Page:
Ten ways to kill productivity and passion: 6) Manufacture motivation
This is the sixth in a series of ten posts about common problems that can lead teams to fail or otherwise limit their success. The previous post in this series was 5) Dream impossible dreams.
Motivation is the force that moves us to achieve goals.
- Intrinsic motivation is that which comes from within a person. For example,you might do something purely because you enjoy it. It is something you want to do.
- Extrinsic motivation comes from outside a person. Money, accolades, grades and prizes are all extrinsic motivators that will lead you to do something even if you really don’t want to do it. These motivators are used when someone else wants you to do something.
Both intrinsic and extrinsic motivation can be positive or negative. For example:
- Positive intrinsic motivation: I really want to do this
- Positive extrinsic motivation: Do this and we’ll pay you a lot of money
- Negative intrinsic motivation: I really don’t want to do this
- Negative extrinsic motivation: Do this or we’ll fire your ass
Coercion or punishment is an example of negative extrinsic motivation. There are obvious issues with this kind of motivation. Yet even positive extrinsic motivation has problems. Alfie Kohn, author, lecturer and education critic, wrote in the Boston Globe:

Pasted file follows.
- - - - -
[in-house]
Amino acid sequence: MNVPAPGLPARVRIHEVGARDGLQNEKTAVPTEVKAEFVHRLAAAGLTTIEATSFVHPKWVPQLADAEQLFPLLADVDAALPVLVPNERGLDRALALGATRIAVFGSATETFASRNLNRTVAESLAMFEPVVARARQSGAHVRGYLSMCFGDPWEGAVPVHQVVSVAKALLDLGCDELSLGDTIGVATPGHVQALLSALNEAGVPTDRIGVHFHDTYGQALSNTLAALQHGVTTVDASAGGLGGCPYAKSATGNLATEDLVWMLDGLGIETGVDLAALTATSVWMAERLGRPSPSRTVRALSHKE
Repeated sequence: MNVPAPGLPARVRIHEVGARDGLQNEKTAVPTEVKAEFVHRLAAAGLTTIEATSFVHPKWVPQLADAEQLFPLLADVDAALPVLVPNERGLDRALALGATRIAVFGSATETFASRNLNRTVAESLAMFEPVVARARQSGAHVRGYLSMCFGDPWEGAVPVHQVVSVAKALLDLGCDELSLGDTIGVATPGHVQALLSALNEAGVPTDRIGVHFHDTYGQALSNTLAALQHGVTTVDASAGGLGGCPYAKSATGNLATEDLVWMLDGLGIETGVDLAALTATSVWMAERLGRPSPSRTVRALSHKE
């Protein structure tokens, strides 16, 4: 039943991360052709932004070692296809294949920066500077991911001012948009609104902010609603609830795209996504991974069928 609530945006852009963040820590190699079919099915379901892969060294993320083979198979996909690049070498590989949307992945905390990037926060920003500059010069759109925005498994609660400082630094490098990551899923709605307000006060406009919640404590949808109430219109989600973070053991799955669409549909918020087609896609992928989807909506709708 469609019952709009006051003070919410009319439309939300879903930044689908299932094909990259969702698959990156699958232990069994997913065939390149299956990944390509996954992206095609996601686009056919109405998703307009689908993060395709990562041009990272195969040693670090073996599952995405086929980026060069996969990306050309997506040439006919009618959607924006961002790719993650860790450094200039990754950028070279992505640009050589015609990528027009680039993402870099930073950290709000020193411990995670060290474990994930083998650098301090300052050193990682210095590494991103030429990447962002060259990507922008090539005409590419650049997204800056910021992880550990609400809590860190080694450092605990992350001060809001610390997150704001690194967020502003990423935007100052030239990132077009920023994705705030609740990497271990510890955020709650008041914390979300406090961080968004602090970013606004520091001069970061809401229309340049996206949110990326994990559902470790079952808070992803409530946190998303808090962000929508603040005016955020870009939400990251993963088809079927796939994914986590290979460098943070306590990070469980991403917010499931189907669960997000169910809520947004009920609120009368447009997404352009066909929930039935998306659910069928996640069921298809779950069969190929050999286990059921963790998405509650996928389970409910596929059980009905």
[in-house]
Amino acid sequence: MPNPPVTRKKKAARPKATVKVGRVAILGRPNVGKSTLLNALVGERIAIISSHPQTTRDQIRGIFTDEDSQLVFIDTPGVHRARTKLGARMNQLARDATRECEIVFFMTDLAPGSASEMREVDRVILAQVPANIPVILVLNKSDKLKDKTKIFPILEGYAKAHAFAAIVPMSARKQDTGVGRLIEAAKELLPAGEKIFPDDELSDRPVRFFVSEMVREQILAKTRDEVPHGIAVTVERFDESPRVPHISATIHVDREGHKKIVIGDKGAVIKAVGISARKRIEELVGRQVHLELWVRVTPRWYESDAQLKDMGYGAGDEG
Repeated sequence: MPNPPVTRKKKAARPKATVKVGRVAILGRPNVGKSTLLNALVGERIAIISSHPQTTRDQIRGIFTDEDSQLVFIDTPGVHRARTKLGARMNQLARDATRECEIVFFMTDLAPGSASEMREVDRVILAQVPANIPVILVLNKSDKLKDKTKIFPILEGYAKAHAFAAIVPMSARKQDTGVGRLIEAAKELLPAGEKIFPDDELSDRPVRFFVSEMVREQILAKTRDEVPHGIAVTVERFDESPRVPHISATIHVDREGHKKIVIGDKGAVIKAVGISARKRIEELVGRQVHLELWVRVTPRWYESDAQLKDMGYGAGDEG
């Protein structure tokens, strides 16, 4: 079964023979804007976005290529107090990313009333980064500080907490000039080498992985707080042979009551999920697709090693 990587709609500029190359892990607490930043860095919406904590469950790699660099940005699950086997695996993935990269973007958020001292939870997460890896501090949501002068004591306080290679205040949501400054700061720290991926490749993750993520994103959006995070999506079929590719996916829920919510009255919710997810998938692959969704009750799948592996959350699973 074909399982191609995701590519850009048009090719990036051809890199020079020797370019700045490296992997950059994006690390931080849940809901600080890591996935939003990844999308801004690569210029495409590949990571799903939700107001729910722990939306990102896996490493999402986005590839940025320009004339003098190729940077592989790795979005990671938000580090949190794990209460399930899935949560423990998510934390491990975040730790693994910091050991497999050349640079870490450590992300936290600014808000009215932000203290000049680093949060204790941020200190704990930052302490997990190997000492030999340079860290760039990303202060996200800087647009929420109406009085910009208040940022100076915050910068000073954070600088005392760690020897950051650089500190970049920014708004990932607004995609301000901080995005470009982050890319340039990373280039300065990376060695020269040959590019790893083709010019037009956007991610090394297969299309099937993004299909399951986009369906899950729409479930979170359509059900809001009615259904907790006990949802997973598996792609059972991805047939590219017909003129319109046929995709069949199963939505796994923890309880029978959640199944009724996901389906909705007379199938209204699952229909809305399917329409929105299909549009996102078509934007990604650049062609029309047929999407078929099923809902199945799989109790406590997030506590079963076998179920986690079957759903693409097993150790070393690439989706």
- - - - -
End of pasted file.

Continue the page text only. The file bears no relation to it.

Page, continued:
“studies shows that intrinsic interest in a task — the sense that something is worth doing for its own sake — typically declines when someone is rewarded for doing it”
The more extrinsic motivation is used, the less effective it becomes because intrinsic motivation declines. Yet organizations typically rely on extrinsic motivation. Additionally, as business becomes more complex and competitive, organizations are becoming increasingly dependent on creative people to help solve tough problems and create unique offerings. Yet, as Teresa Amabile, now a Harvard Business professor, points out in Kohn’s Boston Globe article:
“The more complex the activity, the more it’s hurt by extrinsic reward”
Of course most tasks don’t necessarily fall exclusively into one category or another. People typically perform tasks for their employers because they are both intrinsically and extrinsically motivated. They would enjoy the work anyway but they are also getting paid. However the most creative people and the best problem solvers are motivated primarily through intrinsic means. They set their own high bars and subject themselves to great pressure simply for their own satisfaction. When money or some other extrinsic means of motivation becomes their primary reason for working, they become increasingly ineffective and dissatisfied.
If organizations truly want to innovate they should seek out individuals who are driven by their own volition and give them completely free time to create. Google engineers are encouraged to allocate 20 percent of their time (one day per week) to any company-related project that interests them. Similarly, IBM has Think Fridays, to encourage employees to spend Fridays brainstorming new projects unrelated to their current work. When organizations hire people who are not self-motivated and then proceed to motivate them solely through extrinsic means, they create a way of working that’s not sustainable especially for interesting and challenging work. In other words they are simply manufacturing motivation.